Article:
The idea, which represents a significant volte-face for the chancellor, who has so far resisted the idea of incentives to promote development, is quietly being tested by the Treasury.
It is understood that officials have privately approached consultants and industry bodies - including the British Property Federation - to come up with a wish-list of ideas.
These could include abolishing VAT on conversion of properties, reducing stamp duty in poor areas or the creation of 'urban priority areas', which could receive a cocktail of tax incentives.
It is drafting the urban white paper, which is expected to be influenced by the government-sponsored urban task force report, written by a team of regeneration specialists under the guidance of Lord Rogers.
The report, published in June last year, said that urban regeneration could be stimulated through fiscal incentives to tempt property developers to build in run-down areas.
Publication of the white paper, due in the autumn, is already almost a year late. The delay is thought to have been exacerbated by wrangling between the DETR and the Treasury.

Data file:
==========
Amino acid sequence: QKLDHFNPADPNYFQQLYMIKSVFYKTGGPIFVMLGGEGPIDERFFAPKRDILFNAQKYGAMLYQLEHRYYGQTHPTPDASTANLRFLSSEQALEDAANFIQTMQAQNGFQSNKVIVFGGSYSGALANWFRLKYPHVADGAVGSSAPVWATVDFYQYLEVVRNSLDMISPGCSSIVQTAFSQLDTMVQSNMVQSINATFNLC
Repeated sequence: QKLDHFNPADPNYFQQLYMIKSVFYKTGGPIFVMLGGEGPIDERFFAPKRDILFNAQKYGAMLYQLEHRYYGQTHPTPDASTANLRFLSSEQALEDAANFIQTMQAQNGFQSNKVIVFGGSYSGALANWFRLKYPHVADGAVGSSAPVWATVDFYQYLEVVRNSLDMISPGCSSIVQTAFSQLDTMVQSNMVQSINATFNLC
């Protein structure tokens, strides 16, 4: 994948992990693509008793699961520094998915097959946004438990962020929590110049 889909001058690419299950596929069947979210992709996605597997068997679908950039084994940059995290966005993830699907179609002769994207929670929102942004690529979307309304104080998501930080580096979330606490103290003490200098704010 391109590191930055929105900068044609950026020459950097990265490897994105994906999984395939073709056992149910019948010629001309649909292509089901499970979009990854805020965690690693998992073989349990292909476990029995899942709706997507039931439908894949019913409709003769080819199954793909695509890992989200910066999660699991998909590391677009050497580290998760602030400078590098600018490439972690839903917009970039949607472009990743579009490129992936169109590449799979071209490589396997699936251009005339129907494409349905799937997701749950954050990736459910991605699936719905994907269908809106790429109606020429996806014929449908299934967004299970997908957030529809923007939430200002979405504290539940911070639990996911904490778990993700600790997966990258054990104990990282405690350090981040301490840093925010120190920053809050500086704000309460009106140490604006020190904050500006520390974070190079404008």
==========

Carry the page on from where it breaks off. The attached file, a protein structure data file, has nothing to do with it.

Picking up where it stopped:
Earlier this year, the hiatus sparked an angry attack from Lord Rogers, who accused the government of dragging it heels. This concern was echoed last week at the environment select committee inquiry into the white paper.
Chaired by Labour MP Andrew Bennett, the committee report says: 'The Treasury appears to have kicked the task force report into the deep jungle.' Tom Brake, a Liberal Democrat member of the select committee, said: 'The Treasury is not doing enough to target fiscal incentives. If it is not careful, the Treasury will stifle at birth the urban renaissance. If it is unwilling to give up any ground then it will receive flack from the members of the select committee.'
The Treasury's belated interest in fiscal incetives was given a cautious welcome by DETR officials. One source said: 'I sincerely hope that the Treasury's interest isn't just one maverick official doing a bit of homework. We were concerned that without the Treasury's backing, the white paper would have been little more than a framework document.'